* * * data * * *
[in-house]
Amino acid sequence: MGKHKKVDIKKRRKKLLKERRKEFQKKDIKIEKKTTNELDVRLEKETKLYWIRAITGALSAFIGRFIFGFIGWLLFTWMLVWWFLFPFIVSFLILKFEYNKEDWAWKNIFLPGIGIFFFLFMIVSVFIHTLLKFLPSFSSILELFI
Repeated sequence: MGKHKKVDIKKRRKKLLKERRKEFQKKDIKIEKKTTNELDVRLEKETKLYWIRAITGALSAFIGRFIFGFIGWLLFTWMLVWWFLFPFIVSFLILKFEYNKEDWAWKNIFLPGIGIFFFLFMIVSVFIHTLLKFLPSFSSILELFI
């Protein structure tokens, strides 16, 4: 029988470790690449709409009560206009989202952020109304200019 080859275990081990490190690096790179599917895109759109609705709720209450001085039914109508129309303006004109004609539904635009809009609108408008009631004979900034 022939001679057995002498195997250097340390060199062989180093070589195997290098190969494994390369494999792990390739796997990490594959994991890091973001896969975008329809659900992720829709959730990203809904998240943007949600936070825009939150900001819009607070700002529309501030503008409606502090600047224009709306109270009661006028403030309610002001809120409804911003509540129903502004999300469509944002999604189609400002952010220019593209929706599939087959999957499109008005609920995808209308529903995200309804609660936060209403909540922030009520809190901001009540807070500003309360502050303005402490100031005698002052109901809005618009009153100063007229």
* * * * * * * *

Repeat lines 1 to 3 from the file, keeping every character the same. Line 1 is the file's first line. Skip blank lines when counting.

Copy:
[in-house]
Amino acid sequence: MGKHKKVDIKKRRKKLLKERRKEFQKKDIKIEKKTTNELDVRLEKETKLYWIRAITGALSAFIGRFIFGFIGWLLFTWMLVWWFLFPFIVSFLILKFEYNKEDWAWKNIFLPGIGIFFFLFMIVSVFIHTLLKFLPSFSSILELFI
Repeated sequence: MGKHKKVDIKKRRKKLLKERRKEFQKKDIKIEKKTTNELDVRLEKETKLYWIRAITGALSAFIGRFIFGFIGWLLFTWMLVWWFLFPFIVSFLILKFEYNKEDWAWKNIFLPGIGIFFFLFMIVSVFIHTLLKFLPSFSSILELFI